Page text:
Voluntary counseling and testing (VCT) is recommended to facilitate early identification of HIV infection. Data from VCT centers in Goiás and Federal District, Central Brazil, evaluated HIV prevalence and identified risk factors for HIV among individuals ages 13 years and older. Results indicated a 1.5% overall prevalence of HIV. Factors independently associated with HIV infection were: getting tested in a large city, being illiterate, having had a previous HIV test, living with an HIV-infected sexual partner, and being a noninjection illicit drug user. Being referred by friends was strongly associated with HIV infection. For men, being a health care worker, sex worker, man who has sex with men, or injection drug user were significant. In Central Brazil, HIV remains concentrated in males and subpopulations with known risk behaviors. Higher prevalence among individuals referred to VCT by friends highlights the importance of social network-based HIV prevention interventions in Brazil. PMID:23465400

de Souza, Sandra Maria Brunini; Teles, Sheila Araújo; Rezza, Giovanni; Pezzotti, Patrizio; Gir, Elucir

2013-01-01

 
 
 
 
341

Conversation about Serostatus decreases risk of acquiring HIV: results from a case control study comparing MSM with recent HIV infection and HIV negative controls  

Digital Repository Infrastructure Vision for European Research (DRIVER)

Background: Data on knowledge, attitudes, behaviour and practices (KABP) of persons with recent HIV infection compared to controls with negative HIV test result provide information on current risk patterns and can help to re-focus HIV prevention strategies. Methods: From March 2008 through May 2010, persons newly diagnosed with HIV (cases) and HIV-negative controls were recruited by physicians in Germany. To distinguish recent (?5 m...

Santos-ho?vener, Claudia; Zimmermann, Ruth; Ku?cherer, Claudia; Ba?tzing-feigenbaum, Jo?rg; Wildner, Stephan; Hamouda, Osamah; Marcus, Ulrich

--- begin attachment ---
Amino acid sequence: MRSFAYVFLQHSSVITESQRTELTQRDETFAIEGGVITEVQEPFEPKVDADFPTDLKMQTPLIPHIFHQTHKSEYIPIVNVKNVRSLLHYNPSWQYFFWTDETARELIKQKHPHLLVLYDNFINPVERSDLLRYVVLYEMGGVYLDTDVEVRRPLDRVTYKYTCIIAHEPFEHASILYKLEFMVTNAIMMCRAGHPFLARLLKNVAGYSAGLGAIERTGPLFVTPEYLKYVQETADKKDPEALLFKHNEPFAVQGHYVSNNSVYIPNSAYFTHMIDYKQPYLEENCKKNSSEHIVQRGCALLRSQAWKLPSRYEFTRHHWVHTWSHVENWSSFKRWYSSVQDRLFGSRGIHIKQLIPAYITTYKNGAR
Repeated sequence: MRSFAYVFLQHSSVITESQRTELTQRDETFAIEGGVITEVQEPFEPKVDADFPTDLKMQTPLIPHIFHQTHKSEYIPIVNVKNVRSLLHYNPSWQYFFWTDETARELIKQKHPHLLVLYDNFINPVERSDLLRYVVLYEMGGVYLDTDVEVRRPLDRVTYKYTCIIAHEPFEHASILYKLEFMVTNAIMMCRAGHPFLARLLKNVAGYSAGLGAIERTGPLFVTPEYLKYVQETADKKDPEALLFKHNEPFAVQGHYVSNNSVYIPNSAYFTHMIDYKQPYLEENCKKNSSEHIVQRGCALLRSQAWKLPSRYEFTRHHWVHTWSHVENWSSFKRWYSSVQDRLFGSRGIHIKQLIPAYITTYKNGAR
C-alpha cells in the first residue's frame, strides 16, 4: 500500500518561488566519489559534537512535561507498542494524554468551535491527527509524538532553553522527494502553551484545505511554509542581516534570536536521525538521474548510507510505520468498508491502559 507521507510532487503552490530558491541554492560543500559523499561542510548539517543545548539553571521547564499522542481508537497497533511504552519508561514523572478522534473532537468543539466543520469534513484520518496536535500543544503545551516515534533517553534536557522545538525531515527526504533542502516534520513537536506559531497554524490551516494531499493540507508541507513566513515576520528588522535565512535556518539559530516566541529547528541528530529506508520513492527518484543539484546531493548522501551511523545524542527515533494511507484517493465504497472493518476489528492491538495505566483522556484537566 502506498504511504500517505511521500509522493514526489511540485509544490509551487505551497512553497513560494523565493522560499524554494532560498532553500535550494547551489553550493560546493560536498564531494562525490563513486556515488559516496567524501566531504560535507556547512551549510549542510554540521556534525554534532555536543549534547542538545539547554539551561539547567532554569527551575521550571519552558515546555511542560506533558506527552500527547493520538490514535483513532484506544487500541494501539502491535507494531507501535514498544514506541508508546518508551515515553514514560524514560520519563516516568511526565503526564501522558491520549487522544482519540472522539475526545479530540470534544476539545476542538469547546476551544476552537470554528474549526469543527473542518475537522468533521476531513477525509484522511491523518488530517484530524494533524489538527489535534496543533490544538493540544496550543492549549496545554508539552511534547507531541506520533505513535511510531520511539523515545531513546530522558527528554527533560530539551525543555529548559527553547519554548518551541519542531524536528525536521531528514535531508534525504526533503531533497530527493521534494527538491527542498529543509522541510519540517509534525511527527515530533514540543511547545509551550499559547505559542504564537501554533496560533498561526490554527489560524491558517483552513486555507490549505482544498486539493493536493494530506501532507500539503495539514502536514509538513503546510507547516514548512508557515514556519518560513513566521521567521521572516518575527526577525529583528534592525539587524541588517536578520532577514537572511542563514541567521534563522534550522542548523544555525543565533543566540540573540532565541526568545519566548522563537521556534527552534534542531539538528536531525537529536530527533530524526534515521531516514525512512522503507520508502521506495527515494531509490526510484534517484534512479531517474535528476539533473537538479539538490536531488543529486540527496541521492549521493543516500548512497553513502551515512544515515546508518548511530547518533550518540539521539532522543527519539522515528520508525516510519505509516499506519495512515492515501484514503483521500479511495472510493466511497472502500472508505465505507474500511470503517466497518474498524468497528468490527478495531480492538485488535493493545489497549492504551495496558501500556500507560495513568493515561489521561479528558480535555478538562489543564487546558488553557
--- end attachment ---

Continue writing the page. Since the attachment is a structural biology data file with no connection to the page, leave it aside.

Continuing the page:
2014-01-01

342

Human immunodeficiency virus (HIV) type 2-mediated inhibition of HIV type 1: a new approach to gene therapy of HIV-infection.  

Digital Repository Infrastructure Vision for European Research (DRIVER)

Human immunodeficiency virus (HIV) type 2, the second AIDS-associated human retrovirus, differs from HIV-1 in its natural history, infectivity, and pathogenicity, as well as in details of its genomic structure and molecular behavior. We report here that HIV-2 inhibits the replication of HIV-1 at the molecular level. This inhibition was selective, dose-dependent, and nonreciprocal. The closely related simian immunodeficiency provirus also inhibited HIV-1. The selectivity of inhibition was show...

Arya, S. K.; Gallo, R. C.

1996-01-01

343

Evaluating Safer Conception Options for HIV-Serodiscordant Couples (HIV-Infected Female/HIV-Uninfected Male): A Closer Look at Vaginal Insemination  

Digital Repository Infrastructure Vision for European Research (DRIVER)

HIV serodiscordant couples represent at least half of all HIV-affected couples worldwide. Many of these couples have childbearing desires. Safer methods of conception may allow for pregnancy while minimizing the risk of sexual transmission of HIV. In serodiscordant partnerships with an HIV-infected female and HIV-uninfected male, vaginal insemination of a partner's semen during the fertile period coupled with 100% condom use may be the safest method of conception.

Okeoma Mmeje; Cohen, Craig R.; Deborah Cohan

2012-01-01

344

Frequency of HIV type 2 infections among blood donor population from India: A 10-year experience  

Directory of Open Access Journals (Sweden)

Full Text Available Purpose: In India, HIV-2 epidemic is alongside with HIV-1. Blood banks are introducing nucleic acid testing (NAT for screening. The limitation of NAT systems is the inability to detect HIV-2. Materials and Method : An analysis of HIV screening of a blood bank at a tertiary care center from 1998 to 2007 was carried out. Results : A total of 175026 donors were screened by serological assays and 789 were reactive for HIV antibody. Only 478 (61% were confirmed positive by Western blot/immunoblot. There were 465 (97.2% donations positive for HIV-1, 6 (1.3% for HIV-2 (monotypic infection and 7 (1.5% for HIV-1 and HIV-2 (dual infection. Conclusion : We show the presence of HIV-2 infection among the blood donors and the need for incorporating HIV-2 detection also in the NAT systems.